Sunday, July 29, 2007

Blogging Break

Taking a small break.
Will be back in a couple of weeks with recipes from my Aai's kitchen in Pune and SIL's kitchen in Jharkhand.

Thursday, July 26, 2007

Sunshine Salad (aka Yellow Beet Salad)

The moment I saw these yellow beets, I knew my 'Y' was taken care of.
That is my entry for 'Y is for ...' of Nupur's A-Z of Indian Vegetables .
The red/purple colour of beets is due to a combination of betacyanin (a purple pigment)and called betaxanthin (a yellow pigment). The yellow beet have more betaxanthin and less of betacyanin.
Besides being slightly sweet, the best thing about yellow beets is that they don't bleed any colour like the red beets. They taste much like regular beets; maybe just a tad sweeter.

2-3 cooked yellow beets, cubed (I microwaved the beets, which turned out to be a bad idea as they started blackening in a while. Next time I'll be cooking them in the pressure cooker.)
1 small onion, thinly sliced
handful of chopped cilantro
1 (or more) jalapeno, finely chopped
¼ cup roasted peanuts, coarsely chopped
salt, to taste
juice of ½ lemon (or more)

Mix all ingredients.
Adjust the salt and lemon juice as per your taste.
Cover and let it rest for about an hour.

Serve as a salad to accompany your usual meal or mix with a couple of cups of cooked pasta to make a wonderful summery one-dish meal.

This is my entry for Nupur's A-Z of Indian Vegetables food blog event.

Tuesday, July 24, 2007

Homemade Granola

If you like granola but hate the expensive, sweet, preservative laden grocery store varieties, read on.
This granola is based on a recipe I found online but I've tweaked it so much that it bears no resemblance to the original.

I started making this granola around the time I started reading food labels and started worrying about preservatives, trans fats, corn syrup etc being in the foods we consumed. I figured at least I know exactly what went into our breakfast.

Though this granola doesn't have any preservatives and not much fat, it is fairly high in calories. What with all the nuts and dried fruits.

This granola is supposed to have a shelf life of about two weeks but it is gone within a week. So I have never been able to verify that claim.

Variations: Too many to list.
By just changing the nuts and dried fruits and the proportions in which they are used, you can create so many versions of this granola.
Substitute the honey with maple syrup for a completely different taste.
Use nutmeg instead of cinnamon for an interesting twist.

Though we usually have this granola for breakfast, the kids like to munch on it as a snack, or use it as a topping for ice-cream.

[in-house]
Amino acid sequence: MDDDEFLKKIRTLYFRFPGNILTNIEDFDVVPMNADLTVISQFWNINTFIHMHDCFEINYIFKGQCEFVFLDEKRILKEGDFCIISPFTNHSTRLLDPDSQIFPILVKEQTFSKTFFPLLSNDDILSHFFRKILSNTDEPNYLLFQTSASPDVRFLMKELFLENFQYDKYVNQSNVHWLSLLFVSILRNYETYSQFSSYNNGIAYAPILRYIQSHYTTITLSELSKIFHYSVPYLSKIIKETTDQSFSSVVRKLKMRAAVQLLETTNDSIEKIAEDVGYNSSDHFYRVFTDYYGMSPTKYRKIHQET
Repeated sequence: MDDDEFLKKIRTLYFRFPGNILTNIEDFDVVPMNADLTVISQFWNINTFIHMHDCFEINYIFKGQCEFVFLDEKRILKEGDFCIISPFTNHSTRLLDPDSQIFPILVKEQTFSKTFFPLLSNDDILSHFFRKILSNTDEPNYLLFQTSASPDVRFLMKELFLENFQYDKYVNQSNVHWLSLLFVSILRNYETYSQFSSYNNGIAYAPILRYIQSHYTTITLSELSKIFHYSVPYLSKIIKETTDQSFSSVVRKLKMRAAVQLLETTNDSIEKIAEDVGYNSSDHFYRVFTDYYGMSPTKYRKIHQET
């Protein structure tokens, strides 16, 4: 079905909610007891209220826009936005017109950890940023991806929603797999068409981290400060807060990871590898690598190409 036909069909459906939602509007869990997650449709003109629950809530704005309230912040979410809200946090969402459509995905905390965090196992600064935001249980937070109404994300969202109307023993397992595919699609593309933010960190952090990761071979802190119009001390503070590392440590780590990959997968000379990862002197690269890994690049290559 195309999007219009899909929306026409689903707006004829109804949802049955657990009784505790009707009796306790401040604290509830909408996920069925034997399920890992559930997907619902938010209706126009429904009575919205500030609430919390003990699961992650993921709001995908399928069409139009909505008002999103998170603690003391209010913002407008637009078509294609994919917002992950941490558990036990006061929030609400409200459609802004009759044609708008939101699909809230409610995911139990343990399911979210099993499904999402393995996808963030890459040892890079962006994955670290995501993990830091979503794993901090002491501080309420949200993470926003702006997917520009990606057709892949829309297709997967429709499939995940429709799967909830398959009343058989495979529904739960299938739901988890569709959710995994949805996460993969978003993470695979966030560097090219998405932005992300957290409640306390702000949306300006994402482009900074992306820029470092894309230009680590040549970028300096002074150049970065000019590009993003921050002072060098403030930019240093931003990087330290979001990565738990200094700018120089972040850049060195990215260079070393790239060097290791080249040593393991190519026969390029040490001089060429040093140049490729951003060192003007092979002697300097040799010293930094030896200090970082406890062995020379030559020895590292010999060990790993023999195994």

6 cups rolled oats
1.5 cups chopped nuts (I usually use almonds and walnuts)
1 cup dried fruit ( I like to add black raisins, golden raisins, cranberries, and apricots)
1/2 cup oil
3/4 cup honey (1 cup to make it extra sweet)
1/2 tsp cinnamon
1 cup wheat germ
1/4 tsp salt
10 tbsp flax seeds or flax seed meal (optional)

Preheat oven to 350F.
Combine the oats, nuts, cinnamon, salt, and wheat germ. Mix well.
In a large wok or pot, heat the oil over low heat and add the honey. Mix well.
Add the oat mixture and toss well making sure the oil-honey mixture coats as much of the oat mixture as possible.
Divide the mixture onto two baking sheets. Spread well.
Bake for about 25-30 minutes, stirring the oats every 7-8 minutes. If you prefer a lighter coloured granola, reduce the baking time by about 5-6 minutes.

Remove from the oven and stir in the dried fruit and flax seeds (if using).
Cool completely before storing in an airtight container.

This is my entry for WeekendBreakfastBlogging#13: Oats, hosted this month by Madhuli of My Foodcourt.

Tuesday, July 17, 2007

Me-Me & a Divine Flower

My first me-me (clap-clap). I was beyond thrilled when Richa tagged me. But when I started thinking about random facts about myself, I hit a huge speed breaker.

Anyway, here are some random facts about me:
1. I don't like ice-cream. Don't hate it but don't enjoy it much either.
At times, I'll taste an unusual flavour but rarely will I have an entire serving or scoop.
2. I can have bhel-puri for breakfast, lunch, and dinner.
3. Once while riding my bike to school (8th grade) I met with an accident. Nothing major, no broken bones etc. but the doctor did mention that for a split-second my 'brain had moved'! My family has been milking this ever since.
4. My kitchen is my domain. I just hate hate hate anyone intruding. My mother and MIL are the only ones to whom I've handed over my kitchen.